Is -1 a int in python?



I am quite confused why when I:
print type(-1) --------->"int"
print -1 == int --------------> False

So this seems to me when I use type function to check what -1 type is, python tell me it is int.
But when I tested if -1 is int python tell me it is not int.

I am quite confused.
Thank you


-1 is of type integer, that doesn’t mean it equals the data type. A value doesn’t equals its belonging data type.


If both of these were True

-1 == int
-2 == int

… then this would also be True

-1 == -2

Clearly, that is not the case.

An object is not the same thing as its type, just as an individual animal is not the same thing as its species.

Therefore, we should not generally assume this is True

x == type(x)

However, there is a value of x for which the above is True. Can anyone guess what it is?


Methinks @ionatan got it :wink:
17 AM


And then I spent a good 20 minutes lying down trying to figure out whether it’s the egg or the chicken that comes first…Not that the analogy entirely fits, /me googles plato

Plato was going a step further and asking what Form itself is.


From Wikipedia: Chicken or the egg

If the question refers to chicken eggs specifically, the answer is still the egg …

… but me asks, what if chickenhood, as we want to define it, arose from a particular mutation, and we don’t know whether that occurred in an egg or an adult bird?

With respect to programming languages, the original FORTRAN did distinguish various types, but the abstraction had not yet been carried forth to implement the notion of type, itself, as an instance of itself.


Bend the rules of the problem just a little bit (mutation/Python is made out of C) and one can keep going a bit further, only to eventually encounter another unexplainable “there was stuff”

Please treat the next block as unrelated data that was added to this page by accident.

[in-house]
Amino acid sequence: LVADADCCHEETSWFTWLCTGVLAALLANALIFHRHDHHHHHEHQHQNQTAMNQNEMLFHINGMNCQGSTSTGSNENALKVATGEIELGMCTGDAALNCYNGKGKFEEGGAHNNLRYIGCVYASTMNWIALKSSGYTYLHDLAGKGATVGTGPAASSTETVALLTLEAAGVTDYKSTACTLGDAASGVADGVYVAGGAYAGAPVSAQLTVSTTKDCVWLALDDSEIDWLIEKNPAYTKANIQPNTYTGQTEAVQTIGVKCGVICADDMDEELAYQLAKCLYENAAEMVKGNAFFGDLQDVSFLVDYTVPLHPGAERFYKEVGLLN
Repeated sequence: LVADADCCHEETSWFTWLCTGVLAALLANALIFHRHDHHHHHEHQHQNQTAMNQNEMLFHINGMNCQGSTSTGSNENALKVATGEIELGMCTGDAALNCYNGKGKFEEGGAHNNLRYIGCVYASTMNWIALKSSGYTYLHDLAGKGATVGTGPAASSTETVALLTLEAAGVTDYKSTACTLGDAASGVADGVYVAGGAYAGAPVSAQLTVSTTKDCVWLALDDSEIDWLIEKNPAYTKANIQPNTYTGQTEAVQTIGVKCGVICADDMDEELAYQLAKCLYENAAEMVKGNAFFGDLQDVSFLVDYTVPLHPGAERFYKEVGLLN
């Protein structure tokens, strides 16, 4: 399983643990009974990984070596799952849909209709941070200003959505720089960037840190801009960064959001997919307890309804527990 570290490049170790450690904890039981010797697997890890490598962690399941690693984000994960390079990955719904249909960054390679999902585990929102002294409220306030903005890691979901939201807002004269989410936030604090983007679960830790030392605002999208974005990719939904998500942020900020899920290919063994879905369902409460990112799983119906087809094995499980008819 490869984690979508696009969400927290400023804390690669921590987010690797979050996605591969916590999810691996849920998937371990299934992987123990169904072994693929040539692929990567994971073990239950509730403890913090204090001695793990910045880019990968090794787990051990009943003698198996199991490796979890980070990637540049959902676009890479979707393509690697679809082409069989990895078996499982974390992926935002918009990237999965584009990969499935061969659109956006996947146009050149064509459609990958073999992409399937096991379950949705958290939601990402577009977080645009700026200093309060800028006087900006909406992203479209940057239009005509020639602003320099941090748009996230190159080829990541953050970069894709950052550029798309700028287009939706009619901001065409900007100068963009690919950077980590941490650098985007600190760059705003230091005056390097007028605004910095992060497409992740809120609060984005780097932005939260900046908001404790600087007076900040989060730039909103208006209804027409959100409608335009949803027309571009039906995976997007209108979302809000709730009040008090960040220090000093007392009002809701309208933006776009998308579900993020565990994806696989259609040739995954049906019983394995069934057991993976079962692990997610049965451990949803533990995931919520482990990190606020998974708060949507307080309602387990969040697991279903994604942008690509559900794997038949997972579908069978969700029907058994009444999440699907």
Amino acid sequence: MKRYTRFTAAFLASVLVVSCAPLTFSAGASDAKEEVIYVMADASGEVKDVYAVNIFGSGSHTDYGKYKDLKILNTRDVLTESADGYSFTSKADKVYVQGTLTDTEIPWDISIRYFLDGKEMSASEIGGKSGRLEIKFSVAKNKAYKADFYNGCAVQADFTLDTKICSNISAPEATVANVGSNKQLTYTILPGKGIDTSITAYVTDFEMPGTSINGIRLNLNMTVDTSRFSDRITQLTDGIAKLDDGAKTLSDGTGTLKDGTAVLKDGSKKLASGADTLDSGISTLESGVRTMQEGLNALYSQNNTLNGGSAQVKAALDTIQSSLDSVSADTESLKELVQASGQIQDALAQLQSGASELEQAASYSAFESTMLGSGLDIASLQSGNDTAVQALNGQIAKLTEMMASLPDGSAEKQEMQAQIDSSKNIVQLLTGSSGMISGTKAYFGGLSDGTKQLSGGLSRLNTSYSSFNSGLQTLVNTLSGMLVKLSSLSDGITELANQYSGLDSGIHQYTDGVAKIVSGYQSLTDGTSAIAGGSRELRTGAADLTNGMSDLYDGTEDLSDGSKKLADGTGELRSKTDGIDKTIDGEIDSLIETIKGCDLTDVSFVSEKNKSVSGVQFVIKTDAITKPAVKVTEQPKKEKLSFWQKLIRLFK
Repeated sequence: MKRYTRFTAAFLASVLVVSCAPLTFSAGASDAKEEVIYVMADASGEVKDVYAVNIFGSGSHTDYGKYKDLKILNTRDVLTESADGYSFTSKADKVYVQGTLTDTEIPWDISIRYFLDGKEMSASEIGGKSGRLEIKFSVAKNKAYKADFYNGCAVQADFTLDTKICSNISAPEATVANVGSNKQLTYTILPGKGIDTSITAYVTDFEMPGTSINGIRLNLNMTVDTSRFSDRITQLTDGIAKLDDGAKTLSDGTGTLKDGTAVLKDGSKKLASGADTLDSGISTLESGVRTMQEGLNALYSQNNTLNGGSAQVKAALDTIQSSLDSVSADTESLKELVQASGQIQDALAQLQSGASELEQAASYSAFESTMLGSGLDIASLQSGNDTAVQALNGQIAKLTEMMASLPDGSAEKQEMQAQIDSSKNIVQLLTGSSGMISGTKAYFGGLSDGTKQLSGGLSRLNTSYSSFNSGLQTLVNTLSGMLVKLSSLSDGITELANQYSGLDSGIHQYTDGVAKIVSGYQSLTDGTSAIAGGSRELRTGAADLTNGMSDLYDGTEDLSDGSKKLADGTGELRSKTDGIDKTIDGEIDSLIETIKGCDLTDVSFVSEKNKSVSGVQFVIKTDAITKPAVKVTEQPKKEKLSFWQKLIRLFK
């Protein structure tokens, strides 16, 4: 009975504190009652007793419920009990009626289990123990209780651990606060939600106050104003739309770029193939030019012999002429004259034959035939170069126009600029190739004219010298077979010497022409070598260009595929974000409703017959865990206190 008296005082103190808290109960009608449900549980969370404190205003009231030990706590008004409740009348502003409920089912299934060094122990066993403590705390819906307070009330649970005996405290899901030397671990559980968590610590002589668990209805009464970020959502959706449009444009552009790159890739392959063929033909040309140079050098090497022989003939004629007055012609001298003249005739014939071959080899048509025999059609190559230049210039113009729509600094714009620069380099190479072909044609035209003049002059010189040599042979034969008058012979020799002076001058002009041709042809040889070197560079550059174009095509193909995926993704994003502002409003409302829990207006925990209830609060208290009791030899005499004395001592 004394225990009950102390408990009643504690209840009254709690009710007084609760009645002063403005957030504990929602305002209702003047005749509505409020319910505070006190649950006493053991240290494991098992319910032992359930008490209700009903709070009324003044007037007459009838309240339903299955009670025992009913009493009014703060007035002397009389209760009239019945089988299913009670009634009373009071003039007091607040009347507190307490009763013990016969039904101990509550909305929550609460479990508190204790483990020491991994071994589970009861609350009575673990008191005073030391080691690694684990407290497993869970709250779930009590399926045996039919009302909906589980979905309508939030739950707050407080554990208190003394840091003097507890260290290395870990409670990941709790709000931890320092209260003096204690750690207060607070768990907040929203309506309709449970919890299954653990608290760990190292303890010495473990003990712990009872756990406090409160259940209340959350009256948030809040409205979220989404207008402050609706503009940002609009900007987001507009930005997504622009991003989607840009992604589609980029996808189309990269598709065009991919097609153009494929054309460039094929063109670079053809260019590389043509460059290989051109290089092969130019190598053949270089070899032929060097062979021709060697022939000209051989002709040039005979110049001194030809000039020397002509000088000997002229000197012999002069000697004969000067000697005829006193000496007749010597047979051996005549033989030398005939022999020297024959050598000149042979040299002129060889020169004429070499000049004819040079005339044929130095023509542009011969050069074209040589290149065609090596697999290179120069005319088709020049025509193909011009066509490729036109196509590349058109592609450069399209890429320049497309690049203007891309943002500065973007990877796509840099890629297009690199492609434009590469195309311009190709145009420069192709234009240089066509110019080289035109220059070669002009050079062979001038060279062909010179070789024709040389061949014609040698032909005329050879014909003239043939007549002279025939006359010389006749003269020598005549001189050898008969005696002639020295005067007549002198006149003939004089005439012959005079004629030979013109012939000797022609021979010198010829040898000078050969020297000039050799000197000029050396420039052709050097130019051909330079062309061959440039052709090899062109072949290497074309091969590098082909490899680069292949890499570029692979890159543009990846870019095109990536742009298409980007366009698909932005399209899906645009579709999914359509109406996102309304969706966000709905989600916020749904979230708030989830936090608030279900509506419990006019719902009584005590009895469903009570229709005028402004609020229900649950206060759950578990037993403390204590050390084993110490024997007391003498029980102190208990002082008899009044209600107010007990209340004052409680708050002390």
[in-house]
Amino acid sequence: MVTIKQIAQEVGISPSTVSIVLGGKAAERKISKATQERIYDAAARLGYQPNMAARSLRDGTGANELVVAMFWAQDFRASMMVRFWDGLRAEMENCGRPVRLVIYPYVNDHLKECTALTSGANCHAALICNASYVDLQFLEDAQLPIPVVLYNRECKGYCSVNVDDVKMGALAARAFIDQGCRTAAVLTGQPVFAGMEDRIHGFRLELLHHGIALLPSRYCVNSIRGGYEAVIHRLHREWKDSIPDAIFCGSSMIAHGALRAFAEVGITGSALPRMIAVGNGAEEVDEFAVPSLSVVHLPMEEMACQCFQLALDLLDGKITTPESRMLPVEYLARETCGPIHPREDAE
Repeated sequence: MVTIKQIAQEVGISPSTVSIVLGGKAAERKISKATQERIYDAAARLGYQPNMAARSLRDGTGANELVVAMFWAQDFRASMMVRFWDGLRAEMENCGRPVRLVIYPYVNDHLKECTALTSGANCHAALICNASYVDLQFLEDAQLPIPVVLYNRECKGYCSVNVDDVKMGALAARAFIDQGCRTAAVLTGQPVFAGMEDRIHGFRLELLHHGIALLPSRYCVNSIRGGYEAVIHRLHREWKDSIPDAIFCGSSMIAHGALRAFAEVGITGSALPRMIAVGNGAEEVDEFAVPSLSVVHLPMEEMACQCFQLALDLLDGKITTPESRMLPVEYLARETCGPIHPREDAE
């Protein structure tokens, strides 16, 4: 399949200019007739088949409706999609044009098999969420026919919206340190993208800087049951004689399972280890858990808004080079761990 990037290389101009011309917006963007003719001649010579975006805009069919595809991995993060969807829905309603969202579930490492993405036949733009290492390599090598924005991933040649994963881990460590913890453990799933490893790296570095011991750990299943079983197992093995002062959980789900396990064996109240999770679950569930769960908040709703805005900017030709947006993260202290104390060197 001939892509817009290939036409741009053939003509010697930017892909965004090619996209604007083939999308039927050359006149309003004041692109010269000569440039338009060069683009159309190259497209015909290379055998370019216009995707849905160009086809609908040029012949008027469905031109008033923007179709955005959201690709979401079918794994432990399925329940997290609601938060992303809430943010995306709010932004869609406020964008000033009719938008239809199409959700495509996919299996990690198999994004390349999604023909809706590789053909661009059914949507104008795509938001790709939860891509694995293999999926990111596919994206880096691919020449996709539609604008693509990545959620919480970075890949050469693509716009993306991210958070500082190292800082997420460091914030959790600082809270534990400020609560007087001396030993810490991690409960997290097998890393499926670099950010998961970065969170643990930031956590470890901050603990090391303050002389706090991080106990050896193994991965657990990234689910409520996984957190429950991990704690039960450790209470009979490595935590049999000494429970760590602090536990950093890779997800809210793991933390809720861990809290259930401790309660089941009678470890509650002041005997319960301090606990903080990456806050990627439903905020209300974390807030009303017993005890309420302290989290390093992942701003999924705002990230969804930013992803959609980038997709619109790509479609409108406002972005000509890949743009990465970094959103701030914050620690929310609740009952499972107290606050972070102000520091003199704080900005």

str = type(str)?

No idea, this is beyond me. :stuck_out_tongue:

but can i have the answer haha.


Types are objects in Python, so they too must have a type. The type of types is therefore also its own type.
The chicken and egg problem with that is that to create a type, a type for types is needed. I’m pretty sure the trick to doing that is to define it using magic, something out of this world, and that’s something we have because Python is written in another language, C. It’s a bit like the big bang, suddenly there’s Existence (things get added with C, which from Python’s perspective, is out of nowhere). This keeps going for a while like a Russian nesting doll, after a few iterations you leave computers and enter “our reality” and reach the same unexplainable limit of "how did it all begin"
There might be some flaws/limits/mistakes in that thought, but for what it is, I think it’s neat.
And, if you imagine a system that is made from building blocks on the “outside” that can’t be seen on the “inside” (just exists out of nowhere, magic, unexplainable), then it may be difficult to figure out what is going on when observing from within that system even though it might be easy to explain from an outside perspective – until you try to explain how that layer came to be (what/which is the base existence?). This might be either super obvious or not at all accurate to our universe-situation, I can’t tell.


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